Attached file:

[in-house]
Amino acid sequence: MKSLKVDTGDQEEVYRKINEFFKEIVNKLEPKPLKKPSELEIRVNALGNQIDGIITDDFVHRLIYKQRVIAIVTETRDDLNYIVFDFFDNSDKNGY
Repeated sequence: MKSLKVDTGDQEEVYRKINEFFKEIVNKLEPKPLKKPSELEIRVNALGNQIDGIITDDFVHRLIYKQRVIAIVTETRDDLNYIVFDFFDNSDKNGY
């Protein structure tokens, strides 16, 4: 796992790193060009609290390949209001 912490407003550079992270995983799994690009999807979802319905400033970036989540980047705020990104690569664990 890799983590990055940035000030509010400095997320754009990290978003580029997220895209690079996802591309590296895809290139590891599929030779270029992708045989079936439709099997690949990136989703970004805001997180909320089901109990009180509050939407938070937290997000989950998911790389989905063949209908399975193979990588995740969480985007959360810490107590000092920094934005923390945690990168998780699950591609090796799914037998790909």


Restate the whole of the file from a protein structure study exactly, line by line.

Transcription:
[in-house]
Amino acid sequence: MKSLKVDTGDQEEVYRKINEFFKEIVNKLEPKPLKKPSELEIRVNALGNQIDGIITDDFVHRLIYKQRVIAIVTETRDDLNYIVFDFFDNSDKNGY
Repeated sequence: MKSLKVDTGDQEEVYRKINEFFKEIVNKLEPKPLKKPSELEIRVNALGNQIDGIITDDFVHRLIYKQRVIAIVTETRDDLNYIVFDFFDNSDKNGY
């Protein structure tokens, strides 16, 4: 796992790193060009609290390949209001 912490407003550079992270995983799994690009999807979802319905400033970036989540980047705020990104690569664990 890799983590990055940035000030509010400095997320754009990290978003580029997220895209690079996802591309590296895809290139590891599929030779270029992708045989079936439709099997690949990136989703970004805001997180909320089901109990009180509050939407938070937290997000989950998911790389989905063949209908399975193979990588995740969480985007959360810490107590000092920094934005923390945690990168998780699950591609090796799914037998790909």